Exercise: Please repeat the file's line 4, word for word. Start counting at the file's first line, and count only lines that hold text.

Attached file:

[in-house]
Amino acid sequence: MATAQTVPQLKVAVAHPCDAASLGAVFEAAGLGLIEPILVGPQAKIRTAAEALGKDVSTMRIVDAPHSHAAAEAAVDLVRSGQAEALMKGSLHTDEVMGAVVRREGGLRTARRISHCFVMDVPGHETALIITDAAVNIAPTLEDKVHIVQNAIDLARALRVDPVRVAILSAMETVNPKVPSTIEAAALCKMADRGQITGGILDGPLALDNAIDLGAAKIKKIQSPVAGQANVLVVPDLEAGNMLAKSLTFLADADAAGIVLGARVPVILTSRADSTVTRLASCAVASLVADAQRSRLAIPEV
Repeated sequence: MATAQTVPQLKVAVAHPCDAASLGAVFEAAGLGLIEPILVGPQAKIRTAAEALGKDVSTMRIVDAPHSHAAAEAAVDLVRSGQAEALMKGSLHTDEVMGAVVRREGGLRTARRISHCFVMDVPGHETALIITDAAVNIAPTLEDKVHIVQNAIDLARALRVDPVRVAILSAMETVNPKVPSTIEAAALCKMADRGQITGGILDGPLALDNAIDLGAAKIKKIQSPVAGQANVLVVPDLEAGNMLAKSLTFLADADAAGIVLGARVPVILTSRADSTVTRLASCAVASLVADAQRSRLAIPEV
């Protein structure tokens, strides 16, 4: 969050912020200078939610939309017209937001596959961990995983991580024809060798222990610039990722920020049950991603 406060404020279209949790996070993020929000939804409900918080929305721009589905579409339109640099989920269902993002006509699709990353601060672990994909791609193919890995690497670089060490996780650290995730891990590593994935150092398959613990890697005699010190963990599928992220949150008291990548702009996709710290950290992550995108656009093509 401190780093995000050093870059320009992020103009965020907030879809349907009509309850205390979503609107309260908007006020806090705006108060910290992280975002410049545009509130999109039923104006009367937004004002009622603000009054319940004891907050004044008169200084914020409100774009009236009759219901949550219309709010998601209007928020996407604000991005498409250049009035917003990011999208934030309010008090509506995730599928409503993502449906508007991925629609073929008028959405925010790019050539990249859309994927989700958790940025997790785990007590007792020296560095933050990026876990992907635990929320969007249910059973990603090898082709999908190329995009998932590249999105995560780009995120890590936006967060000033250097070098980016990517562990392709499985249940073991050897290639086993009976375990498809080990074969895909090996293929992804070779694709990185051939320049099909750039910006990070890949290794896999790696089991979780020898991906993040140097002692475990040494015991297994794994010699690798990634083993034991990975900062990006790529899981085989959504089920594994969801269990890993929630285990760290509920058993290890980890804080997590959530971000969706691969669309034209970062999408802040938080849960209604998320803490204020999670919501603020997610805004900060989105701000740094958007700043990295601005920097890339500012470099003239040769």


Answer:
């Protein structure tokens, strides 16, 4: 969050912020200078939610939309017209937001596959961990995983991580024809060798222990610039990722920020049950991603 406060404020279209949790996070993020929000939804409900918080929305721009589905579409339109640099989920269902993002006509699709990353601060672990994909791609193919890995690497670089060490996780650290995730891990590593994935150092398959613990890697005699010190963990599928992220949150008291990548702009996709710290950290992550995108656009093509 401190780093995000050093870059320009992020103009965020907030879809349907009509309850205390979503609107309260908007006020806090705006108060910290992280975002410049545009509130999109039923104006009367937004004002009622603000009054319940004891907050004044008169200084914020409100774009009236009759219901949550219309709010998601209007928020996407604000991005498409250049009035917003990011999208934030309010008090509506995730599928409503993502449906508007991925629609073929008028959405925010790019050539990249859309994927989700958790940025997790785990007590007792020296560095933050990026876990992907635990929320969007249910059973990603090898082709999908190329995009998932590249999105995560780009995120890590936006967060000033250097070098980016990517562990392709499985249940073991050897290639086993009976375990498809080990074969895909090996293929992804070779694709990185051939320049099909750039910006990070890949290794896999790696089991979780020898991906993040140097002692475990040494015991297994794994010699690798990634083993034991990975900062990006790529899981085989959504089920594994969801269990890993929630285990760290509920058993290890980890804080997590959530971000969706691969669309034209970062999408802040938080849960209604998320803490204020999670919501603020997610805004900060989105701000740094958007700043990295601005920097890339500012470099003239040769």